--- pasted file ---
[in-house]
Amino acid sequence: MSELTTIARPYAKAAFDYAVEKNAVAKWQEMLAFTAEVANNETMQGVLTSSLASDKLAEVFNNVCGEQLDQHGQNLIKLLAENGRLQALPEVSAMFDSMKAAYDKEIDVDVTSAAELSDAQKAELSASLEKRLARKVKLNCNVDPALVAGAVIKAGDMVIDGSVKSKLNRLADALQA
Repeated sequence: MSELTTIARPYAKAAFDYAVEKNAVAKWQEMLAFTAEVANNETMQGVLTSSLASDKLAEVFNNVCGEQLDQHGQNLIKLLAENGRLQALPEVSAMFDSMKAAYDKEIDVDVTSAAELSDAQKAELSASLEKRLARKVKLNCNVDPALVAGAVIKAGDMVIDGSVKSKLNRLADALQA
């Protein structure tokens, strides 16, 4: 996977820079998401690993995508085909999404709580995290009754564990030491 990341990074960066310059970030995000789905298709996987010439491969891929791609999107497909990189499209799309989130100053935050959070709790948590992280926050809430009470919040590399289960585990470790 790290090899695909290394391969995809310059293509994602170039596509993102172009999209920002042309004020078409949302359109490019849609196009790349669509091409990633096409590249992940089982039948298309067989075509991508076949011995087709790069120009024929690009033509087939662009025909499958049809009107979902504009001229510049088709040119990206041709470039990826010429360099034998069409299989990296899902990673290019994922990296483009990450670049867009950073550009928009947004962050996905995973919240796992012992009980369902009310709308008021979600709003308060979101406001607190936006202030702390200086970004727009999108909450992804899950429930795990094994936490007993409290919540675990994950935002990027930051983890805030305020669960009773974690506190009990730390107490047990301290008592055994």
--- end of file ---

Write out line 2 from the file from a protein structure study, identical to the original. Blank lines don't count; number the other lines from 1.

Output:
Amino acid sequence: MSELTTIARPYAKAAFDYAVEKNAVAKWQEMLAFTAEVANNETMQGVLTSSLASDKLAEVFNNVCGEQLDQHGQNLIKLLAENGRLQALPEVSAMFDSMKAAYDKEIDVDVTSAAELSDAQKAELSASLEKRLARKVKLNCNVDPALVAGAVIKAGDMVIDGSVKSKLNRLADALQA